Prairie View A&M opens new season with new stadium in Labor Day Classic rivalry with TSU

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Labor Day Classic rivalry continues at new Prairie View stadium. (KTRK)

The University of Houston-Oklahoma football game is not the only big game in town this holiday weekend. Sunday, Prairie View A&M will open its brand new stadium against its biggest rival: Texas Southern.

This face-off goes back 70 years.

"We talk trash all year round," says Prairie View alumnus Ervin Grice. "There are other sports that we whip TSU's butt also."

Ervin Grice graduated from Prairie View in 1967. His wife, Martha, graduated in 1969. We talked to them as they proudly picked up their season tickets. The first game is the Labor Day Classic. It's the football game nobody wants to lose. Not the teams...

"TSU, they know what we did to them last year," says Prairie View senior Safety Marquice O'Leary.

"I wanna be 1-0 at the end of the game," says TSU sophomore Running Back Brad Woodard.

And not the bands don't want to lose.

"From the band perspective, I think there's no bigger rivalry in the state of Texas as far as HBCUs (Historically Black Colleges and Universities)," says Prairie View's Director of Bands Dr. Tim Zachery. "You have these neighboring HBCUs that are 45 minutes apart, without traffic. And trust me, this feud's like the Hatfields and the McCoys here. It's about personal pride and school pride."

"You're gonna have to give it your all no matter what, and to always play your best, and to not let nobody out do you," explains TSU Ocean of Soul freshman Cinthya Ventura. "Especially Prairie View!"

Prairie View and TSU have played since 1946. Their annual game turned into a fight for who will be the king of the Houston area hill. The rivalry has been a Labor Day weekend tradition for since 1985. That rivalry runs deep!

"On my dad's side, a lot of people went to Prairie View. And on my mom's side, a lot of people went to TSU. So it was kind of tug of war," says Prairie View Marching Storm's sophomore Drum Major Colangelo Tolbert II.

"All my aunts went to PV. So they always bringing up the LDC. That's the only game they're looking to. Seeing me play at TSU against their alma mater," Brad Woodard tells us.

Neither school has had a traditional campus stadium large enough to host the face-off until now. This year's Classic will be the first one played on either campus as Prairie View opens the gates to its new 15,000 seat stadium.

"Class of 67, we had the old Blackshire field, 4,000-5,000 capacity. This is a big improvement," Ervin Grice says.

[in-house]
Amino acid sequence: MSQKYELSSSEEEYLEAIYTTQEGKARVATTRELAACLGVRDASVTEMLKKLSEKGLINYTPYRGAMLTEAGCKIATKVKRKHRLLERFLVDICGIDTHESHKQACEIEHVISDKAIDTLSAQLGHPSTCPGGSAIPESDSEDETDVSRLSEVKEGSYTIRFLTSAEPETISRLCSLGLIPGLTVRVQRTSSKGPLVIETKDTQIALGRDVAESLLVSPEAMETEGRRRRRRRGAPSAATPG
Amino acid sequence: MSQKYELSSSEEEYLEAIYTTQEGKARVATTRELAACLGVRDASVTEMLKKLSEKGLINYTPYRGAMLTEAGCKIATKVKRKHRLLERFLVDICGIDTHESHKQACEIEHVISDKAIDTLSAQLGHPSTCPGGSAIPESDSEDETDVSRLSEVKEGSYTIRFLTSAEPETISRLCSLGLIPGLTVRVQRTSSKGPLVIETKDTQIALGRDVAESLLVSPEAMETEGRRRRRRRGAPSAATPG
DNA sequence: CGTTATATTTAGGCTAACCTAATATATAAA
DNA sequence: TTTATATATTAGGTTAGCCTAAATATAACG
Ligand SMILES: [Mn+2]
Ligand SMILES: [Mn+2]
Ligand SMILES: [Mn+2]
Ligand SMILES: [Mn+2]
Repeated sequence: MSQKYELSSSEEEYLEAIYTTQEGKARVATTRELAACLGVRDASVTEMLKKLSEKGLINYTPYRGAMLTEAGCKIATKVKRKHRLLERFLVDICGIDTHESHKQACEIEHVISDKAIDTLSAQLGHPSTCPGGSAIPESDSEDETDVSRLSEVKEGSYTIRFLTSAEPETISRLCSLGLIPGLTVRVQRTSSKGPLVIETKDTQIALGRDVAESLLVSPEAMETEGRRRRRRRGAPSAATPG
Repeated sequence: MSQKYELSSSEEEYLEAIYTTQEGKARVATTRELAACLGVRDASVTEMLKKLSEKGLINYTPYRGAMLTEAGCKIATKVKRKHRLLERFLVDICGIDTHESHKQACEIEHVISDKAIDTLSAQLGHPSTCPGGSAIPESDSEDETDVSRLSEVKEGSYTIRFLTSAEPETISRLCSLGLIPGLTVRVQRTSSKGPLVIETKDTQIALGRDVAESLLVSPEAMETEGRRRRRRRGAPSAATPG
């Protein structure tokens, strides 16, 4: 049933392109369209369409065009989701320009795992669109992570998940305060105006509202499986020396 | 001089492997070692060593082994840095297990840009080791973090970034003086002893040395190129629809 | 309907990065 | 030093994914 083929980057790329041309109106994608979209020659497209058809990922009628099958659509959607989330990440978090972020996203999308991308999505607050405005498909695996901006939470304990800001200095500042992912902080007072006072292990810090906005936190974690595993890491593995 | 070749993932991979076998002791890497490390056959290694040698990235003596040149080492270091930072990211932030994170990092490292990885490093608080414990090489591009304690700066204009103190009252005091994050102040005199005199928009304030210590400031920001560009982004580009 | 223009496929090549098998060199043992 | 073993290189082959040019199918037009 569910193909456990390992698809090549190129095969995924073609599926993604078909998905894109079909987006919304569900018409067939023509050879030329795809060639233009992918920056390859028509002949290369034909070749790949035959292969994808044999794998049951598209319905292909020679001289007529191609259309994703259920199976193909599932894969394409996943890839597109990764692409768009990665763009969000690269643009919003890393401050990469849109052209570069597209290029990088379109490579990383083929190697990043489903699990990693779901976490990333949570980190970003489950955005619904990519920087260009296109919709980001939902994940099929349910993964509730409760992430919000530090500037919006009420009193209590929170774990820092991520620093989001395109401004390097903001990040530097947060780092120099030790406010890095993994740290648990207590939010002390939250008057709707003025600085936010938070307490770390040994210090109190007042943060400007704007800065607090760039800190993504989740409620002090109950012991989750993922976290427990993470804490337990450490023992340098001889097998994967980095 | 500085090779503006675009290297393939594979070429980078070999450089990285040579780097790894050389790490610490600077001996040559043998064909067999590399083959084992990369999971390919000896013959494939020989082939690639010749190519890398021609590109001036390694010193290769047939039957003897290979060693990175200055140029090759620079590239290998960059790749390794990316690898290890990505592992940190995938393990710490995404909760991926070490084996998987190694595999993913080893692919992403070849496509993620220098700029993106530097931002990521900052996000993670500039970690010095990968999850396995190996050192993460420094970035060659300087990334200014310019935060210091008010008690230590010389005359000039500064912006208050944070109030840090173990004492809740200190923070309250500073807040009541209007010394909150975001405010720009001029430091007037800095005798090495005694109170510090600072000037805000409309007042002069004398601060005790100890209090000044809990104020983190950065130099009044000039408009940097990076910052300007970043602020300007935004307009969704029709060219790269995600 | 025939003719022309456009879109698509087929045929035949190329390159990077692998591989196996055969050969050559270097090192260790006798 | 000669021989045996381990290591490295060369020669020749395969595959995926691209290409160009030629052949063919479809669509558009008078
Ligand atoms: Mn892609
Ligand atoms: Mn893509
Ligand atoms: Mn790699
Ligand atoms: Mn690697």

Prairie View administrators and coaches point to the new stadium as a symbol of growth.

"For us as a university, I think it shows that we're moving in the right direction," says Head Coach Willie Simmons. "I think this is the last phase of what the university needed to be considered a top tier institution."

"It's a great time to be a Panther," adds Provost Felicia Nave. "We just recently opened our new Ag-Business building. We are in the process of building several different facilities."

The Labor Day Classic is so much more than just a football game. When the teams hit this new field, and the fans and the bands hit these new stands, this rivalry may hit a level of intensity that the schools have never seen.

"It's pumped up. Everyone around campus is talking about it and everyone is excited. I can't wait," Marquice O'Leary said with a huge smile.

If anyone feels the divide that splits these two Historically black universities apart, it's Charles McClelland. He graduated from Prairie View, and served as their athletics director. Now he runs the athletics department at TSU.

He laughed as he shared an encounter that shows just how deep the rivalry goes.

"I attended a funeral and I opened the door for these two elderly ladies, I would say mid-seventies. And as I opened the door, they said they didn't want me to open the door for them. I was a traitor."

The game doesn't end with the fourth quarter. For the bands, halftime is their game time. After the football has been played, it's the fifth quarter: a back and forth battle of the bands that goes until one drops.

As for what will go down at this year's game, both schools are tight-lipped.

"We always have something up our sleeve for the Classic," Dr. Zachery said of the Marching Storm's plans. "But of course we're not gonna tell you that. That's a wait and see thing."

"It's gonna be a long night," adds TSU Director of Bands Clarence Gibson.

This game is billed by many as the biggest of the year.

"It's about bragging rights," Grice says. "It's a forum for camaraderie. You get to see some old friends. It's more than just a football game."

The game is Sunday at 5:00pm.

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